“It is not only the velocity and nature of change, but also the increasing multiplicity of actors which characterizes the world of today and tomorrow… All of these accelerated trends — velocity, multiplicity, interconnectivity — are creating a completely new world in which the mastering of complexities will be the key challenge” -Prof. Klaus Schwab
The Modern Era
As the Industrial Age appears to be coming to a close we are left scrambling for new terms to define the world we live in in the 21st century and there are no shortage of candidates from the Space Age to the Information Age to Globalization or probably the most often used term Post-Industrial society. As significant as all of these different ways of contextualizing the deep and rapid pace of change that is underway at the turn of the 21st century, they are also somewhat limiting in scope. They all capture some major trend underway but none of these are truly able to capture the breadth and depth of change, as the end of the Industrial Age means the end of the basic theory, principals and methods of the modern era (that have driven us for centuries) being called into question and faulting.
The modern scientific framework that forms/formed the backbone to our industrial civilization was born out of a revolution that had its cultural roots in the Renaissance and found its philosophical foundations in the genius of Rene Descartes, but it was really just a dream until the whole thing came together as a coherent framework with Sir Isaac Newton, this radical and bold vision of how we might see the world in terms of purely material cause and effect governed by mathematical laws of nature now had the full conceptual and technical tools needed, and for the past few centuries we have been fleshing out this framework with ever more sophistication and detail while also developing a set of industrial technologies and social institutions build upon this knowledge, giving rise to what we call the industrial age.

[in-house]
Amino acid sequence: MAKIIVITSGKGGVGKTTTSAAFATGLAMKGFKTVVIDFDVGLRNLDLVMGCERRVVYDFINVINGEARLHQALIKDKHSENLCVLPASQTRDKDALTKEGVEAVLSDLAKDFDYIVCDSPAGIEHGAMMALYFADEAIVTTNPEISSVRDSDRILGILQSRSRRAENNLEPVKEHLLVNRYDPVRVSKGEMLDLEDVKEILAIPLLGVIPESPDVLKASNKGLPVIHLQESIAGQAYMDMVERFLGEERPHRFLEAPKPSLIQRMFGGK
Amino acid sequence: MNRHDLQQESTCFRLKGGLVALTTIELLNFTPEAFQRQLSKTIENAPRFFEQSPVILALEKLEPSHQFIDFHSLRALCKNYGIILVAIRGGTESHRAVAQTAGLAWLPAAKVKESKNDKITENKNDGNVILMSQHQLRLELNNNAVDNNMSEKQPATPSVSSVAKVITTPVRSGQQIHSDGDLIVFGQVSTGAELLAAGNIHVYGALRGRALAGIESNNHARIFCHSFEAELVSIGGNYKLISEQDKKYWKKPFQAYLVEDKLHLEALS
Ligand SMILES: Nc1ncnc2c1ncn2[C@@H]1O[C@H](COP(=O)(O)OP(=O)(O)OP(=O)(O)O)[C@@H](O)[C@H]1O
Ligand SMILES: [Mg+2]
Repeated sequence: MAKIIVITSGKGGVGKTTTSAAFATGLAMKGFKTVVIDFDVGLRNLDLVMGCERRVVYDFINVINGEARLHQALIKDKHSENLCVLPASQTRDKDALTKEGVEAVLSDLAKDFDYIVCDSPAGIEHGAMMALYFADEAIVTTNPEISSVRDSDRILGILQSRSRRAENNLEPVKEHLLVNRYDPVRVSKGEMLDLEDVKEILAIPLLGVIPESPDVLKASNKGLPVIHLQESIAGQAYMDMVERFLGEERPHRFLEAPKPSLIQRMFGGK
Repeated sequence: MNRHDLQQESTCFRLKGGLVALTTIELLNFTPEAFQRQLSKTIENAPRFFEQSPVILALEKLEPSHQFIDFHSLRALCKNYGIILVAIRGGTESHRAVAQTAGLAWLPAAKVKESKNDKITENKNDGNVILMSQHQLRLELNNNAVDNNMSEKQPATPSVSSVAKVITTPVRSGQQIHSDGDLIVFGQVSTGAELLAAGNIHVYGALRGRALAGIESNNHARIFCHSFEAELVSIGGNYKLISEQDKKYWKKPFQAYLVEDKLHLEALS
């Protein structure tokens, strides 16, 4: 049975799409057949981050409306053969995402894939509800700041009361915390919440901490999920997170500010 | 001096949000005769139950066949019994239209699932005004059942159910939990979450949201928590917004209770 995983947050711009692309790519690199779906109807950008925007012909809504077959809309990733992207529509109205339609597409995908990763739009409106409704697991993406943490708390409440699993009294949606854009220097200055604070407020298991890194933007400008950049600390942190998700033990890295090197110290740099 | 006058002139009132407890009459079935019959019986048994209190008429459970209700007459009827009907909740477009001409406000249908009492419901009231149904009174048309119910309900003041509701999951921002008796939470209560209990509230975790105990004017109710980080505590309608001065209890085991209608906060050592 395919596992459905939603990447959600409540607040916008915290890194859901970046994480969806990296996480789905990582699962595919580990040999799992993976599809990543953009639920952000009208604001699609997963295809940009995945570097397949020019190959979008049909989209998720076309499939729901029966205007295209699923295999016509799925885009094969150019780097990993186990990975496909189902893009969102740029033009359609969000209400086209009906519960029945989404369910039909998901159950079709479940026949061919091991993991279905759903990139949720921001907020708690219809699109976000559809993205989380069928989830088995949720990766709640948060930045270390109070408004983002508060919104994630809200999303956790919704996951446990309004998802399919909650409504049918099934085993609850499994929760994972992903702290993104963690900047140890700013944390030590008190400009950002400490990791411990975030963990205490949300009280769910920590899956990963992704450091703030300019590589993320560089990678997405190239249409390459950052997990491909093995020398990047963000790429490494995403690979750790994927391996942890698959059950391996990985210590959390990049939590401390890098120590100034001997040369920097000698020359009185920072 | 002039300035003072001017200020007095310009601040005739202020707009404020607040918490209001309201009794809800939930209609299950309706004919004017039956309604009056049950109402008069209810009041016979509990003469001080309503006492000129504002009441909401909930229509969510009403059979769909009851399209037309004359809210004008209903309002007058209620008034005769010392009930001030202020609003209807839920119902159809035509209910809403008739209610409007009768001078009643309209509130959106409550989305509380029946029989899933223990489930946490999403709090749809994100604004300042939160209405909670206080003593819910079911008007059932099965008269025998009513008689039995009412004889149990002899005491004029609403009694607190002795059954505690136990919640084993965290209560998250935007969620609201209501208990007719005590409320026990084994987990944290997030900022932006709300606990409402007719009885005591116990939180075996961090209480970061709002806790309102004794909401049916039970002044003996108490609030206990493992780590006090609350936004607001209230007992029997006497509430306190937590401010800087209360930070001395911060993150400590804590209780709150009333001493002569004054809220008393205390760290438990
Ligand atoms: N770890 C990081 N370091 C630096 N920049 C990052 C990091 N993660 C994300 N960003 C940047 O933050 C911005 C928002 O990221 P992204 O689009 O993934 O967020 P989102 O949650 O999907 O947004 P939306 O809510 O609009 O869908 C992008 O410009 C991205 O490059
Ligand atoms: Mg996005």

On a conceptual level, the 20th century was one long downhill for the dream that was born with the modern era, through the World Wars and then the rise of environmental awareness among other things, people have come to question the idea of continuous progress driven by advances in science and technology, today people are more inclined to see this vision that once inspired us as more of a nightmare as expressed in countless dystopian Hollywood films. The dream of the Renaissance artists, Descartes and Newton has been played out and it has created the world we live in, but these ideas and the ideal of continuous progress are essentially dead they can’t help us move forward and solve the challenges we have today.